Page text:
Objectives: Accurate and repeatable data collection within the coastal marine environment acquired over an extended duration of time enables us to analyze and understand the effects of climate change, particularly ocean acidification, to ocean dynamics and marine life. It is important to increase monitoring of coastal acidification (COA) within the coastal environment, where the effect of anthropogenic input on vital natural resources is maximized. However, instrumenting the entire Boston Harbor, Mass Bay and GOM with pH sensors is not practical and, in fact, it is very expensive! On the other hand, computer simulation can help increase the accuracy of the forecasting and alleviate some of the cost but at the present time there are no validated biochemical simulation models for the Northeast, i.e. no simulated outputs for pH, pCO2, TA or DIC are available in our region. We propose an integrated methodology based on theory, measurements and simulation that will work synergistically to design a cost-effective and robust COA monitoring platform in the Northeast. In particular, our proposal includes the use of all available information from monitoring stations in Massachusetts Bay, Boston Harbor and the rivers that input to this system. The approach that we propose is based on deep Gaussian Processes (GP) that will enable the use of fusion of information from diverse sources at variable fidelity, including high fidelity laboratory analysis for DIC and TA, high accuracy in-situ pH and pCO2 measurements, computer simulations, and other measurements of these and other parameters (such as T, Sal and nutrients) using more readily affordable equipment. This vision of the new paradigm is a multi-fidelity Bayesian framework, where all uncertainties are accounted for and propagated in the final prediction that is based on information provided at all the levels of fidelity. The total uncertainty is also part of the prediction and can be used for designing future stations and new monitoring campaigns – a form of “active learning” in our multi-fidelity paradigm inspired by recent developments in machine learning.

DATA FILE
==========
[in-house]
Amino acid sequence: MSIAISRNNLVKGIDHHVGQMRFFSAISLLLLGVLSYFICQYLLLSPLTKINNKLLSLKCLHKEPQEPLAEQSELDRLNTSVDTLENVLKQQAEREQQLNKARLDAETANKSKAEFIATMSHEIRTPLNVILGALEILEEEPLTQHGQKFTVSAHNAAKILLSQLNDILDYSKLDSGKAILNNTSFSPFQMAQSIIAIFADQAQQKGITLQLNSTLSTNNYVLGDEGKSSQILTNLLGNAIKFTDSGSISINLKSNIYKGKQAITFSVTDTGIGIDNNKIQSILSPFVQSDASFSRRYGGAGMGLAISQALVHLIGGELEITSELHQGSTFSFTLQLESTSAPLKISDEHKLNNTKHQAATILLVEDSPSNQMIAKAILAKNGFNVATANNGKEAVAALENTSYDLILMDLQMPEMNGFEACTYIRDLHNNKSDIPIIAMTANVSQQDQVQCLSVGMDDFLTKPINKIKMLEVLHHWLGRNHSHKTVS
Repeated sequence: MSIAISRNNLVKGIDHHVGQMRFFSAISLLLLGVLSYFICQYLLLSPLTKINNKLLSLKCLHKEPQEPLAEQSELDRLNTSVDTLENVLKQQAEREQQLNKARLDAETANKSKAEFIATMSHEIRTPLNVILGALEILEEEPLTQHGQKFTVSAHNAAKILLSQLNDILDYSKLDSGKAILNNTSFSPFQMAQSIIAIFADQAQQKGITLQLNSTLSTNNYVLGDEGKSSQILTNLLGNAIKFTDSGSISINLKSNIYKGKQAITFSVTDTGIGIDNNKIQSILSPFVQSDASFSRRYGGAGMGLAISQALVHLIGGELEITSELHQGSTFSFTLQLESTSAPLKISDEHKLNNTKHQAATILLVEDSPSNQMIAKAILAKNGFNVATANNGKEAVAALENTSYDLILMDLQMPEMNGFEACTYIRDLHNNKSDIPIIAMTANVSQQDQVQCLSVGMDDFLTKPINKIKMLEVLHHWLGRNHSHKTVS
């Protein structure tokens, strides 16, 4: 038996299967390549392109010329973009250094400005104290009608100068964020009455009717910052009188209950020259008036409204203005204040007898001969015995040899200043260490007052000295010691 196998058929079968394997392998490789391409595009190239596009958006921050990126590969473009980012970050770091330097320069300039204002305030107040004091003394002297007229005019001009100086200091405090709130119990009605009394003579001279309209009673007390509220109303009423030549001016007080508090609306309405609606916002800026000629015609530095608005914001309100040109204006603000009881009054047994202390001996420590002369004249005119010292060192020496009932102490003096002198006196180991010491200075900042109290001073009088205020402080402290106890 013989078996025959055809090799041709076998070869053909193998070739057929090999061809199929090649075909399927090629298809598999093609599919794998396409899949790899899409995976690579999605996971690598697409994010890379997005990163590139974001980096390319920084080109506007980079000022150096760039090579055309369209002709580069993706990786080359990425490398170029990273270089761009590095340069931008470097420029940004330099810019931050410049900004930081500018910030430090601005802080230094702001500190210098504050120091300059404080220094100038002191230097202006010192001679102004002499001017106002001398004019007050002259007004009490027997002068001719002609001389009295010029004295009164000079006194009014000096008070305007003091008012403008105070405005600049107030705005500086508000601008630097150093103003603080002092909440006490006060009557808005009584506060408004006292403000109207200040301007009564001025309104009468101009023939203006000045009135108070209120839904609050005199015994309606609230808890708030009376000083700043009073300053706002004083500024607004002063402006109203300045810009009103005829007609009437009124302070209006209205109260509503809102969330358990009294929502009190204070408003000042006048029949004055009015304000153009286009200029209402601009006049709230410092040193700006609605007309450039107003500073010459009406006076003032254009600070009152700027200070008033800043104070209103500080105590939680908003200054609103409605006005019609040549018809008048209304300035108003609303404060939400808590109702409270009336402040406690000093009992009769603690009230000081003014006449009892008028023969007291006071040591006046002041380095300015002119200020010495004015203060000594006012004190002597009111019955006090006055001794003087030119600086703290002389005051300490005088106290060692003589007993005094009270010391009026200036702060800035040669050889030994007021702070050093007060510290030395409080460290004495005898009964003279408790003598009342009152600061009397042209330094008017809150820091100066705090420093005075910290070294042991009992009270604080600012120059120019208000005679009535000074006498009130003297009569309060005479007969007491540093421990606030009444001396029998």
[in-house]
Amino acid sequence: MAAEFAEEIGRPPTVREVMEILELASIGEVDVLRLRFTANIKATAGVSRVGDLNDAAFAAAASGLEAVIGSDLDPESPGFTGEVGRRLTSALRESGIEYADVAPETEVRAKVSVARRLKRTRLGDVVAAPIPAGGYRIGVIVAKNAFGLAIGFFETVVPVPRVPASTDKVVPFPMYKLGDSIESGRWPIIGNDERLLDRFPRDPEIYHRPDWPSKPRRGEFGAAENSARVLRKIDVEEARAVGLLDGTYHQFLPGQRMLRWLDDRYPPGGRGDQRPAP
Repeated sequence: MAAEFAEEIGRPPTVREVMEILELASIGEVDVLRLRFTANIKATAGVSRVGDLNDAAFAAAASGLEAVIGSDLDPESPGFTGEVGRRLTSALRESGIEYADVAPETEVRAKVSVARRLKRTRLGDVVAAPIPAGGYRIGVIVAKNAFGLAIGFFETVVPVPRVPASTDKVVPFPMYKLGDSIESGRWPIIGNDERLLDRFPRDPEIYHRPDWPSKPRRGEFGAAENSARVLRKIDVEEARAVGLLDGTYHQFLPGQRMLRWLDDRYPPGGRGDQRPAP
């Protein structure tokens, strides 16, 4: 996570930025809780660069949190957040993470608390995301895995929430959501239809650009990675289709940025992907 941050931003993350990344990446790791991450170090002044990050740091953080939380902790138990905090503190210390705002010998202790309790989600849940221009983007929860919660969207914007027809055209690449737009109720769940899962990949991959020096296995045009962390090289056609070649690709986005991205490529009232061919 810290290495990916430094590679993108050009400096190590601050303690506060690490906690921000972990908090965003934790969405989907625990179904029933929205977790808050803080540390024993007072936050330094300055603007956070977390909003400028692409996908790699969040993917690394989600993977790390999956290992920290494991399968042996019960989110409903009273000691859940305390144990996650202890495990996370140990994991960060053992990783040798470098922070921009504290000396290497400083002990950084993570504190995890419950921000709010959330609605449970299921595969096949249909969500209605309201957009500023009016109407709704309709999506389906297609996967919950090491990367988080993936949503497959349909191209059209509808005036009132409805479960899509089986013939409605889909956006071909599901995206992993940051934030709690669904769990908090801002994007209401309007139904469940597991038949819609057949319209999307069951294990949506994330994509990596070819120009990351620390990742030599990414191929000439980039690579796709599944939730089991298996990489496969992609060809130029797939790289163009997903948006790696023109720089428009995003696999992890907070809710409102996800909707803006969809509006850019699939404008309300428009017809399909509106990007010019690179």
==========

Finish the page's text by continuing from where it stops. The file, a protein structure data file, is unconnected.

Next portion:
More specifically, we propose to conduct integrated theoretical, simulation and experimental work in order to optimize research and outcomes of ocean acidification in the coastal environment of New England. The long-term goal is to develop a cost-effective COA/OA monitoring infrastructure for Gulf of Maine (GOM), but we will test this idea first in the Boston/Harbor/Mass Bay region for which we have some in situ measurements available thanks to MWRA, see Table 1. We have already validated the FVCOM simulation model in this region but we need to incorporate and validate a new biogeochemical model (see technical details in section 2.2). We will leverage existing stations by MWRA and conduct new measurements but in addition we will start a new experimental campaign in instrumenting the coastal stations and rivers and Mass. Bay to obtain multi-fidelity measurements (see sections 2.3 & 2.4). In the first stage, the theoretical work will involve GP regression analysis of existing data from Massachusets Water Resources Authority (MWRA) measurements (temperature salinity, and pH among other variables), satellite data (SST, SSS and Chl), and FVCOM simulation outputs (temperature, salinity, Chl-a 3D fields but no pH). This analysis will establish (for the first time) pH stochastic response surfaces and empirical correlations in the Boston Harbor that can be used to generate initial conditions and to calibrate parameters in the new biogeochemical model of FVCOM (i.e. FVCOM-ERSEM). The corresponding uncertainty quantification (UQ) analysis that will be conducted will be used to determine where we will require new critical measurements, and how to best plan for such an experimental campaign given limited budgets, including opportunistic cruise data collection. Subsequently, we will design the multi-fidelity Bayesian framework using both linear GPs and deep GPs so that we best exploit the synergy of low and high fidelity measurements as well as the simulation outputs to obtain a robust predictive capability endowed with uncertainty quantification. We will train and validate the multi-fidelity framework and its predictive capability at the end of the first and also at the second year when we will have a lot of new measurements.